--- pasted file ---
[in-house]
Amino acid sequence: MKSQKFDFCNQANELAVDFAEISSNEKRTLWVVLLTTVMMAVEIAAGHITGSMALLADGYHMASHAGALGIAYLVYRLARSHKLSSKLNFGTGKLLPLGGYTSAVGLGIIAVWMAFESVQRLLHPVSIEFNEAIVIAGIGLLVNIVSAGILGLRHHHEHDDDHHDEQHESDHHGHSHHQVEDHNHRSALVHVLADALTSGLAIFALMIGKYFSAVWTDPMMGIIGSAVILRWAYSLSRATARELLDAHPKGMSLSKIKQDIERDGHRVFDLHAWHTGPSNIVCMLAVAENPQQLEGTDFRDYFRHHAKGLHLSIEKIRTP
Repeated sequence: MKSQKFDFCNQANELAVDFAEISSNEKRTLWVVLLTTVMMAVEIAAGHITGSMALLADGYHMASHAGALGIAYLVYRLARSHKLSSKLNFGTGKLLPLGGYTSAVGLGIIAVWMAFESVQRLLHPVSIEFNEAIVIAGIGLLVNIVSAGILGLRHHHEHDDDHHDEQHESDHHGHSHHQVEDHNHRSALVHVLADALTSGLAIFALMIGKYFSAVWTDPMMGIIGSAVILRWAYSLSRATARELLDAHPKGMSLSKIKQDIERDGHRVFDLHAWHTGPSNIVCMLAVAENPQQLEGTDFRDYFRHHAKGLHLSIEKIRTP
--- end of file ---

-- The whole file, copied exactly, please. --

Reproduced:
[in-house]
Amino acid sequence: MKSQKFDFCNQANELAVDFAEISSNEKRTLWVVLLTTVMMAVEIAAGHITGSMALLADGYHMASHAGALGIAYLVYRLARSHKLSSKLNFGTGKLLPLGGYTSAVGLGIIAVWMAFESVQRLLHPVSIEFNEAIVIAGIGLLVNIVSAGILGLRHHHEHDDDHHDEQHESDHHGHSHHQVEDHNHRSALVHVLADALTSGLAIFALMIGKYFSAVWTDPMMGIIGSAVILRWAYSLSRATARELLDAHPKGMSLSKIKQDIERDGHRVFDLHAWHTGPSNIVCMLAVAENPQQLEGTDFRDYFRHHAKGLHLSIEKIRTP
Repeated sequence: MKSQKFDFCNQANELAVDFAEISSNEKRTLWVVLLTTVMMAVEIAAGHITGSMALLADGYHMASHAGALGIAYLVYRLARSHKLSSKLNFGTGKLLPLGGYTSAVGLGIIAVWMAFESVQRLLHPVSIEFNEAIVIAGIGLLVNIVSAGILGLRHHHEHDDDHHDEQHESDHHGHSHHQVEDHNHRSALVHVLADALTSGLAIFALMIGKYFSAVWTDPMMGIIGSAVILRWAYSLSRATARELLDAHPKGMSLSKIKQDIERDGHRVFDLHAWHTGPSNIVCMLAVAENPQQLEGTDFRDYFRHHAKGLHLSIEKIRTP